Because their European label did not yet have a US counterpart, Polydor brokered the release of their recordings in the US with other labels. During the late 60s and early 70s, Atlantic was often given the option of first right of refusal and many times they took chances on these artists (i.e., Cream, Blind Faith, Clapton, etc.). The album “Eight Miles High” on Atlantic was Golden Earring’s first release in the US. The title cut, a remake of the 1966 raga-rock hit by The Byrds, was popular at Golden Earring concerts and often could last as long as 45 minutes.
When released, the song ran 19 minutes and took up the LP’s entire second side (shades of “In A Gadda Da Vida”). It really was reminiscent of one of their concert jam sessions which extended into the fourth dimension a song that The Byrds released on their album "Fifth Dimension." While I remember seeing this album in the stores and later at flea markets, I never bit; however, I somehow ended up with a promo copy of the 45 that came from somewhere. I even used it on my aircheck when applying for my job at WCIR in 1981.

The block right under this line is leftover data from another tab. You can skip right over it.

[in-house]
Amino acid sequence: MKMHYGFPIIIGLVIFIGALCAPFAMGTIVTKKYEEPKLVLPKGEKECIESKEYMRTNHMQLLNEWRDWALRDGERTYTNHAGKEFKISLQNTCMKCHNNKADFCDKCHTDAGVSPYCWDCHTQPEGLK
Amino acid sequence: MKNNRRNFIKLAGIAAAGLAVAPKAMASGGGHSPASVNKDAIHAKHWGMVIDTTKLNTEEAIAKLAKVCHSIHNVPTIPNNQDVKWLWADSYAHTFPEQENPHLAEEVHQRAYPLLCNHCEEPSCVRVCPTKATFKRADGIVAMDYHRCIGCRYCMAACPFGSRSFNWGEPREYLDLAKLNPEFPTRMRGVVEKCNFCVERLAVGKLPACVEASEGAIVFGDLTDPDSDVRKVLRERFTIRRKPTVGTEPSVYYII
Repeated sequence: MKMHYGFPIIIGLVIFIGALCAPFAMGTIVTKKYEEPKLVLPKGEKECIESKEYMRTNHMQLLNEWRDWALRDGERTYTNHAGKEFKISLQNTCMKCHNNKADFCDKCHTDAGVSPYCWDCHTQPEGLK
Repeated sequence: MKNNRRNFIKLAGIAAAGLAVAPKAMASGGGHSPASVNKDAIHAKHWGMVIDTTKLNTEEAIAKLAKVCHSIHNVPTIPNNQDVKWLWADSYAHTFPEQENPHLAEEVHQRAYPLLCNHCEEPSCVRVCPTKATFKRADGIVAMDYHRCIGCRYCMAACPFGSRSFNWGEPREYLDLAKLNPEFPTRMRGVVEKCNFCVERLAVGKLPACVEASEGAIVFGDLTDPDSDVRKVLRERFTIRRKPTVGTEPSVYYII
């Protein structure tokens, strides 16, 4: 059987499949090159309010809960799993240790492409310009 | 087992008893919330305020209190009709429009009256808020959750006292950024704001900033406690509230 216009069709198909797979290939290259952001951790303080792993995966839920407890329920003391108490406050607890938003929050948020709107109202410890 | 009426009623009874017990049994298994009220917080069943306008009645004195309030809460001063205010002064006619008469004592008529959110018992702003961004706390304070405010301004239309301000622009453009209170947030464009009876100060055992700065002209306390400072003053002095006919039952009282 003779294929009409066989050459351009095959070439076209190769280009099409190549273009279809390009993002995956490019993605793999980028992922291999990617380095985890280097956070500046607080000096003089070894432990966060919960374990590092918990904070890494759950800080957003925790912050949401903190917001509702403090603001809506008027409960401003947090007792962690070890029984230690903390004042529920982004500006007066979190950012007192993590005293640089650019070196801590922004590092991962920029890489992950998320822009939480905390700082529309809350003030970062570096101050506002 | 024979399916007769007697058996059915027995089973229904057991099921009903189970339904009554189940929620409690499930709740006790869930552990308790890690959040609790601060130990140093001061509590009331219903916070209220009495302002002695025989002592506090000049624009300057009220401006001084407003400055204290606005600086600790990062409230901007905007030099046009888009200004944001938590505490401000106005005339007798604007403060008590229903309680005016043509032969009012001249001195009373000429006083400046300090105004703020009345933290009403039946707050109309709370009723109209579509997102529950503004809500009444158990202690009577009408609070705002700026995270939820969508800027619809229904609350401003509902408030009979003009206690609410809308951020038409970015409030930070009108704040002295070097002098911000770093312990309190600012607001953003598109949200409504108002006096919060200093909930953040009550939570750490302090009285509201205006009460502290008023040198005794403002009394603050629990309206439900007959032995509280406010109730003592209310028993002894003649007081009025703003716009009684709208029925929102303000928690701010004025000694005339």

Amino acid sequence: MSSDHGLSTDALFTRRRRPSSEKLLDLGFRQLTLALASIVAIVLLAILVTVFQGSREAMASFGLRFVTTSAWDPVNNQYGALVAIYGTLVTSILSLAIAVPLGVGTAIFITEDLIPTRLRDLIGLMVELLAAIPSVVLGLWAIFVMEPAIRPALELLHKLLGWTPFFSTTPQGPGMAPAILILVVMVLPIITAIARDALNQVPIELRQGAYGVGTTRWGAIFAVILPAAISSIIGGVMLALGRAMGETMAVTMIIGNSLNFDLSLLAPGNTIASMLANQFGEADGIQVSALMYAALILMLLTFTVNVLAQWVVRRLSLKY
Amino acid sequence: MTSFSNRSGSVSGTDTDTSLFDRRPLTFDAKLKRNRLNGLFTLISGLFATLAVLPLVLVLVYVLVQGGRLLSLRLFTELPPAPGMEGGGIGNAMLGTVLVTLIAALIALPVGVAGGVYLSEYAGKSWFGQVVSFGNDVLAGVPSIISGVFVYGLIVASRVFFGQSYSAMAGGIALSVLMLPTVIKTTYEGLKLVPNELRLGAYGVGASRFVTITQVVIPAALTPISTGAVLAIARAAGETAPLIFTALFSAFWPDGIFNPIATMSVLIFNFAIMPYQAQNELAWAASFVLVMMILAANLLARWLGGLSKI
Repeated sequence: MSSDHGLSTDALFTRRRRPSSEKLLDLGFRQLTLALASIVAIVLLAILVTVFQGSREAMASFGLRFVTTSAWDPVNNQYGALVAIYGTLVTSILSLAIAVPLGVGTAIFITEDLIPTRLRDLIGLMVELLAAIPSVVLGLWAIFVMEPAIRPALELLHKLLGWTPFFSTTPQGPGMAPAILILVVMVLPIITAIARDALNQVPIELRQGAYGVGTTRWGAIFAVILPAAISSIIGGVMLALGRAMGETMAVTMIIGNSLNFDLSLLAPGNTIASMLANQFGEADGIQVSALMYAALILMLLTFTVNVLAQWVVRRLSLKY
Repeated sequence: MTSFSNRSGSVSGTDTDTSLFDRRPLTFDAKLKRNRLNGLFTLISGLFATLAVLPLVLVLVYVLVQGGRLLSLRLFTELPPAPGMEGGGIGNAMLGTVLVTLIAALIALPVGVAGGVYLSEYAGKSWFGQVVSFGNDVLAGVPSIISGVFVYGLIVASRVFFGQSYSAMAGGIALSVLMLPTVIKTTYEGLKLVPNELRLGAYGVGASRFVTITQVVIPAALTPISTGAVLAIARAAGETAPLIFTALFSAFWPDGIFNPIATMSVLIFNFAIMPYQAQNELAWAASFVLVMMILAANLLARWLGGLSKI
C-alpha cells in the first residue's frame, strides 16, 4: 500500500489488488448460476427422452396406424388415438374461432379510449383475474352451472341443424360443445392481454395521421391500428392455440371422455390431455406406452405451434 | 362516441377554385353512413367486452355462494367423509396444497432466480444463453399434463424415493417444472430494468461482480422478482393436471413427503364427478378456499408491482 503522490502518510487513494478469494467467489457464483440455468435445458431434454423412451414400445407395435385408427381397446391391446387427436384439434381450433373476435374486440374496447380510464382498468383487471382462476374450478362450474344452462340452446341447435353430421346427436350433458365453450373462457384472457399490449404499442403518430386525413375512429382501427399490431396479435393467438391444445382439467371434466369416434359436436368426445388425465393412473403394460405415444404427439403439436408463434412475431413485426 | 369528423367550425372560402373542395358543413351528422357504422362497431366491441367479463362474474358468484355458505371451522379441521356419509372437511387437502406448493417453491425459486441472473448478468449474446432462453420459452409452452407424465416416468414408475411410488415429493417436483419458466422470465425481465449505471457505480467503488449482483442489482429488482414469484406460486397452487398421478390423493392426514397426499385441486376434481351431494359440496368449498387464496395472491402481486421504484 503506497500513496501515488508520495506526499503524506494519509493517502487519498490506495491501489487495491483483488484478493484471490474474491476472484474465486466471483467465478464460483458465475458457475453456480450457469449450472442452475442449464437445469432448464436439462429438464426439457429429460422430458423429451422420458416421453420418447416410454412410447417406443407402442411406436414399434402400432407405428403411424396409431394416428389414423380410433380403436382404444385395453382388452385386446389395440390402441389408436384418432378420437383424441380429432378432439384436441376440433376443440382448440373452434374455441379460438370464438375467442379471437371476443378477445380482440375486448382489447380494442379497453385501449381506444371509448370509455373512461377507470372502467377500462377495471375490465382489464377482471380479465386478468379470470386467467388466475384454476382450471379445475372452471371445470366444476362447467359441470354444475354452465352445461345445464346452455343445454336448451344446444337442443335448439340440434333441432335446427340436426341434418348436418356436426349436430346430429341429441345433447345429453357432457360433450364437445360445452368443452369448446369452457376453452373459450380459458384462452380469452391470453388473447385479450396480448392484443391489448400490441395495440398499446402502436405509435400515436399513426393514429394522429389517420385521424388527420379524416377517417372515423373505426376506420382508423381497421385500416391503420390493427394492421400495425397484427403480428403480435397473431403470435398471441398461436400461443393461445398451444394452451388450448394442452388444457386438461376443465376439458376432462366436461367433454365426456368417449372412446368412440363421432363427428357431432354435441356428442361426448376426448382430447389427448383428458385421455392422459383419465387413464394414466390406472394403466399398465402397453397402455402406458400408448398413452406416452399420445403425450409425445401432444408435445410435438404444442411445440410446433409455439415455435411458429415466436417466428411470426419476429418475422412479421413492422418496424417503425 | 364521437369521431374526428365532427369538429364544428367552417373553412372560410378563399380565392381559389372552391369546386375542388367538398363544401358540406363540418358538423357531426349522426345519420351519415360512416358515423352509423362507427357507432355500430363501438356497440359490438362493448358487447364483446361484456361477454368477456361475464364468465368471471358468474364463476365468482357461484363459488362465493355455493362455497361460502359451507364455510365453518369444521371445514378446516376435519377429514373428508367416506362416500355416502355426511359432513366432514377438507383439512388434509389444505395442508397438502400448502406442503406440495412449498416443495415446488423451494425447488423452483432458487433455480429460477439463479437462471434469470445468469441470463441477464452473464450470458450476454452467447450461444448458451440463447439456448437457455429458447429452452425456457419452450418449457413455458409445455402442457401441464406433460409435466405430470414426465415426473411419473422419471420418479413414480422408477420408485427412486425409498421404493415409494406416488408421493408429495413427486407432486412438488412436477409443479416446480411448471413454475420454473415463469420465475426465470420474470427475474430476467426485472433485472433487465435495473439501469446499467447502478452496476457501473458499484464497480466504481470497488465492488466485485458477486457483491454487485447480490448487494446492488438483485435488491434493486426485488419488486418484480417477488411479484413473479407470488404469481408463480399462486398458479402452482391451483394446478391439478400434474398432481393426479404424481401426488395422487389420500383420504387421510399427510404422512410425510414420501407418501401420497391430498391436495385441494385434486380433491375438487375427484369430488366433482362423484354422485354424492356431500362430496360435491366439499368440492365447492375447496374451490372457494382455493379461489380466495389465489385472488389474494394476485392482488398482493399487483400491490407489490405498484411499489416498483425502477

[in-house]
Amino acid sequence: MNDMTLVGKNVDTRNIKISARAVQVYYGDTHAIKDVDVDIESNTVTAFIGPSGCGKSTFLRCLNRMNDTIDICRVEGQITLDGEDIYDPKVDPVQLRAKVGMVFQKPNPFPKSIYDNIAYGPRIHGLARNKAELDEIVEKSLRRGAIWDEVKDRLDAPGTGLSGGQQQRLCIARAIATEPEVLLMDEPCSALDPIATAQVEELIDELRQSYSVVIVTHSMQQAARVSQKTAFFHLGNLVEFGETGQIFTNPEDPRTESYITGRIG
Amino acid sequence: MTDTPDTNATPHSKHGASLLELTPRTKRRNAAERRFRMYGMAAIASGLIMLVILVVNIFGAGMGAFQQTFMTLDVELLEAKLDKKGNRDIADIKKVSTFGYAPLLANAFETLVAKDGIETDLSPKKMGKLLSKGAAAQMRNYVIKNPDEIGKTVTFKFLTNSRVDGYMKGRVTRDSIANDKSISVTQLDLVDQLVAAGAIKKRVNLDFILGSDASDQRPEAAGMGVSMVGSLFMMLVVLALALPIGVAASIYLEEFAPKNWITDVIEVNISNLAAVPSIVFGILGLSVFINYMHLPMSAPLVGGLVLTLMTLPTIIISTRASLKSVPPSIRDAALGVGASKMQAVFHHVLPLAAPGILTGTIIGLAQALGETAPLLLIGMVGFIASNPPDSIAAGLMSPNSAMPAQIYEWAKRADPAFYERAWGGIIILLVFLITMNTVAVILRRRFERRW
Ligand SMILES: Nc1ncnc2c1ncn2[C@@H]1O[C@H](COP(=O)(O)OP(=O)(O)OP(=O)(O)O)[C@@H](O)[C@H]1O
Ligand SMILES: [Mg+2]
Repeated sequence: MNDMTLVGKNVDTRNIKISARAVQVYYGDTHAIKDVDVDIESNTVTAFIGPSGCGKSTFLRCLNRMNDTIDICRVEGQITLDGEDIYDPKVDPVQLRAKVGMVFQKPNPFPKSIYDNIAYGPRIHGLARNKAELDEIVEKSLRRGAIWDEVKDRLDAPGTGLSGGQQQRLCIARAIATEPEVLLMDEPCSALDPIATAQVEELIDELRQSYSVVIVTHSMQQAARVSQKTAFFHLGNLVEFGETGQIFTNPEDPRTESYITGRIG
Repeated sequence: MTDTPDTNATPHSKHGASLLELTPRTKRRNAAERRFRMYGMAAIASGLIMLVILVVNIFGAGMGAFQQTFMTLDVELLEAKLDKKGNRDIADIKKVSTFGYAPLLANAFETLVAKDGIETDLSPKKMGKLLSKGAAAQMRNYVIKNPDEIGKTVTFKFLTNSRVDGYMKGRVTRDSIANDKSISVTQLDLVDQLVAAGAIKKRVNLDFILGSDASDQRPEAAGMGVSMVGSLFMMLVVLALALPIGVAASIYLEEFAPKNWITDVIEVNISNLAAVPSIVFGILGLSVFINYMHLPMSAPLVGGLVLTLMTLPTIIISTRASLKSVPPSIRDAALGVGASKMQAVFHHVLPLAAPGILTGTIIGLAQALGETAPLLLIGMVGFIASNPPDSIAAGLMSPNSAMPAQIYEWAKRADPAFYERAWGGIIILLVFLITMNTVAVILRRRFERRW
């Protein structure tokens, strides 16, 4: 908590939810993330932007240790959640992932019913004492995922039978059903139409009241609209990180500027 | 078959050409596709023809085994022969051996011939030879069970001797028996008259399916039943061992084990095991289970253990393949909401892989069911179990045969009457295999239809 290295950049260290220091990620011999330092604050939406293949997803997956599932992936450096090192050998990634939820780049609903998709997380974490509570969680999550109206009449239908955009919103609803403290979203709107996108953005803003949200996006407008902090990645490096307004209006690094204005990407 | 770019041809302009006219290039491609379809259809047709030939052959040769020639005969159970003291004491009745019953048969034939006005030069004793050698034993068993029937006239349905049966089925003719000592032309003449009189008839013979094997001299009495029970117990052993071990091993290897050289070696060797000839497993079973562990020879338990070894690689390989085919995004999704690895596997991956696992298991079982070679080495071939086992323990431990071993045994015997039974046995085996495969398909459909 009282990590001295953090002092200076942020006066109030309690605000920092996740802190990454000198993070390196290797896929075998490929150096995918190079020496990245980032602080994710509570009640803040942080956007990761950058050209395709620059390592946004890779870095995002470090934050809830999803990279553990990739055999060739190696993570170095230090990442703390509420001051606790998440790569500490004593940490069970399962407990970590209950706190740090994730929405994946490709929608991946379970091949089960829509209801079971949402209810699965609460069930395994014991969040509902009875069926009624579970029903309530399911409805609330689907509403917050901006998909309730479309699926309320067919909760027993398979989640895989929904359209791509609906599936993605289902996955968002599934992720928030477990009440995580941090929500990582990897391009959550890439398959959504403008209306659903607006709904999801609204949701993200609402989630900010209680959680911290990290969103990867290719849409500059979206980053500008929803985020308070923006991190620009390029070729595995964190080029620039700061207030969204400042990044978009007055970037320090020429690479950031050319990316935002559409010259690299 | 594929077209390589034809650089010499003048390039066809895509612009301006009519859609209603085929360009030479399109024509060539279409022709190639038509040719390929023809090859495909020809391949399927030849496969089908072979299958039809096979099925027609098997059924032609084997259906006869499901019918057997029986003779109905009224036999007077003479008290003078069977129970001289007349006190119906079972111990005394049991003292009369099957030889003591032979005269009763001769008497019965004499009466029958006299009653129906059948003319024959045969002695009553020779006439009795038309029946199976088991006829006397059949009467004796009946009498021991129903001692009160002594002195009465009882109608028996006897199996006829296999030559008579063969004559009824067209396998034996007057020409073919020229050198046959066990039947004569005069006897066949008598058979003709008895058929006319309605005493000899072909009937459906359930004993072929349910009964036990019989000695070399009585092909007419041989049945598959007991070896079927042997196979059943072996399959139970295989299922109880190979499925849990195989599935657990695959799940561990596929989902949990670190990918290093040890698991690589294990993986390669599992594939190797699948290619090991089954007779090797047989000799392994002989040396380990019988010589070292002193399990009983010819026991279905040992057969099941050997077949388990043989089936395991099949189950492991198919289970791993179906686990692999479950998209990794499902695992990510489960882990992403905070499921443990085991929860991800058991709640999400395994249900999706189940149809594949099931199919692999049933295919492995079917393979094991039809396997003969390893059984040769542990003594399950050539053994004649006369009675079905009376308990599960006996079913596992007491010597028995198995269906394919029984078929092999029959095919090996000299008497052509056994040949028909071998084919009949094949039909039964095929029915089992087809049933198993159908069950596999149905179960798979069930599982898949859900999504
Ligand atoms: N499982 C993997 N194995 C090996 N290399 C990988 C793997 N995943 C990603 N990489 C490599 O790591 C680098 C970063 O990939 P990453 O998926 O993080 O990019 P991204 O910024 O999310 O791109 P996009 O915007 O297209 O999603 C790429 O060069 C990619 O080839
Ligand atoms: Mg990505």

The Byrds’ Original – Remastered
While I like Golden Earring’s cover of "Eight Miles High," it would have made an excellent seven minute LP cut rather than the extended 19 minute jam. Even editing it down to fourteen minutes would have been more palatable as there were parts of the jam that made no sense to include. In addition, Golden Earring's version doesn’t hold a candle to the 1966 original. Roger McGuinn and company were many years ahead of their time with this song that charted in the top 20 in the US.